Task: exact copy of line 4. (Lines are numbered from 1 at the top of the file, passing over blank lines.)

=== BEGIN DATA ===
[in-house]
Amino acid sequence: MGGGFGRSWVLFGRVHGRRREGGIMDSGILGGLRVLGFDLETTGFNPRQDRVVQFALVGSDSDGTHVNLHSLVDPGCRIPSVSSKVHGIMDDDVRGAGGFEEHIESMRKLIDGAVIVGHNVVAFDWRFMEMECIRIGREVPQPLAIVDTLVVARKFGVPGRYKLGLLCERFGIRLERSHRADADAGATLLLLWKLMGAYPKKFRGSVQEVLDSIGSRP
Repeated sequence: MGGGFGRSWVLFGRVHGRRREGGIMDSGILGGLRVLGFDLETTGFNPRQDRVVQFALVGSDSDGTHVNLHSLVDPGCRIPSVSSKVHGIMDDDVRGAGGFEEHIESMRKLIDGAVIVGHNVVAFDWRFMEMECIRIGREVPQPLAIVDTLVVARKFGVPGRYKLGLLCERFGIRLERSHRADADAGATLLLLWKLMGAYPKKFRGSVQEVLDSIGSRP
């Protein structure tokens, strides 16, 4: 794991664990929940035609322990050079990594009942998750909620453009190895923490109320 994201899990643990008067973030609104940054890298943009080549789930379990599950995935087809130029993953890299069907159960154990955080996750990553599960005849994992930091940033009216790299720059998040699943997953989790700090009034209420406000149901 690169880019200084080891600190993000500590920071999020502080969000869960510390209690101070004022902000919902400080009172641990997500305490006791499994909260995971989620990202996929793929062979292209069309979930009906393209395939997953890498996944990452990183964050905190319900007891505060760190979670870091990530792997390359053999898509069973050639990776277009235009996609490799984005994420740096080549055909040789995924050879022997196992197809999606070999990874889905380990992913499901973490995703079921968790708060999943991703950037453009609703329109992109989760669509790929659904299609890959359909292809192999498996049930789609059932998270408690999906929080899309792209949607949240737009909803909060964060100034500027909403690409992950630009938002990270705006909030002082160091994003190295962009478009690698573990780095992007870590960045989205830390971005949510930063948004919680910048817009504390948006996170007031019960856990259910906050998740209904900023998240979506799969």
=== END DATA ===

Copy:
């Protein structure tokens, strides 16, 4: 794991664990929940035609322990050079990594009942998750909620453009190895923490109320 994201899990643990008067973030609104940054890298943009080549789930379990599950995935087809130029993953890299069907159960154990955080996750990553599960005849994992930091940033009216790299720059998040699943997953989790700090009034209420406000149901 690169880019200084080891600190993000500590920071999020502080969000869960510390209690101070004022902000919902400080009172641990997500305490006791499994909260995971989620990202996929793929062979292209069309979930009906393209395939997953890498996944990452990183964050905190319900007891505060760190979670870091990530792997390359053999898509069973050639990776277009235009996609490799984005994420740096080549055909040789995924050879022997196992197809999606070999990874889905380990992913499901973490995703079921968790708060999943991703950037453009609703329109992109989760669509790929659904299609890959359909292809192999498996049930789609059932998270408690999906929080899309792209949607949240737009909803909060964060100034500027909403690409992950630009938002990270705006909030002082160091994003190295962009478009690698573990780095992007870590960045989205830390971005949510930063948004919680910048817009504390948006996170007031019960856990259910906050998740209904900023998240979506799969």